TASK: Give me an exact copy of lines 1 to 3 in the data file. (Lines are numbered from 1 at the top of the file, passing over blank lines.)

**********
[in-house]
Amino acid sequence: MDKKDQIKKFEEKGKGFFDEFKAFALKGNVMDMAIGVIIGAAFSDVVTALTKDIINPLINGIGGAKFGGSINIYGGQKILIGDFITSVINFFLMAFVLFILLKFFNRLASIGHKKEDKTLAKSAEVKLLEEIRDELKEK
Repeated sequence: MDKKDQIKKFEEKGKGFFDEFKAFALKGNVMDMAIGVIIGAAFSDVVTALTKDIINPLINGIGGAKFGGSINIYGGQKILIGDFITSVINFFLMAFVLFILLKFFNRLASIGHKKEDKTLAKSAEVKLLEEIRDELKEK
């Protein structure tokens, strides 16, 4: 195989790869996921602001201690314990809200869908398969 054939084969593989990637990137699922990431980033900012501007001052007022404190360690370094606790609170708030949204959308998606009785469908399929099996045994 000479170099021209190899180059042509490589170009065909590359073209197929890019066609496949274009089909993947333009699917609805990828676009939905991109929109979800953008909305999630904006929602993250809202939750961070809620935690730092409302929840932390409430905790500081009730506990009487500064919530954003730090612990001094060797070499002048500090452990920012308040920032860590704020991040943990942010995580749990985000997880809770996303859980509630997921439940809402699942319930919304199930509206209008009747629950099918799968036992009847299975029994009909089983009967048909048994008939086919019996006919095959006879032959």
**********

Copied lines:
[in-house]
Amino acid sequence: MDKKDQIKKFEEKGKGFFDEFKAFALKGNVMDMAIGVIIGAAFSDVVTALTKDIINPLINGIGGAKFGGSINIYGGQKILIGDFITSVINFFLMAFVLFILLKFFNRLASIGHKKEDKTLAKSAEVKLLEEIRDELKEK
Repeated sequence: MDKKDQIKKFEEKGKGFFDEFKAFALKGNVMDMAIGVIIGAAFSDVVTALTKDIINPLINGIGGAKFGGSINIYGGQKILIGDFITSVINFFLMAFVLFILLKFFNRLASIGHKKEDKTLAKSAEVKLLEEIRDELKEK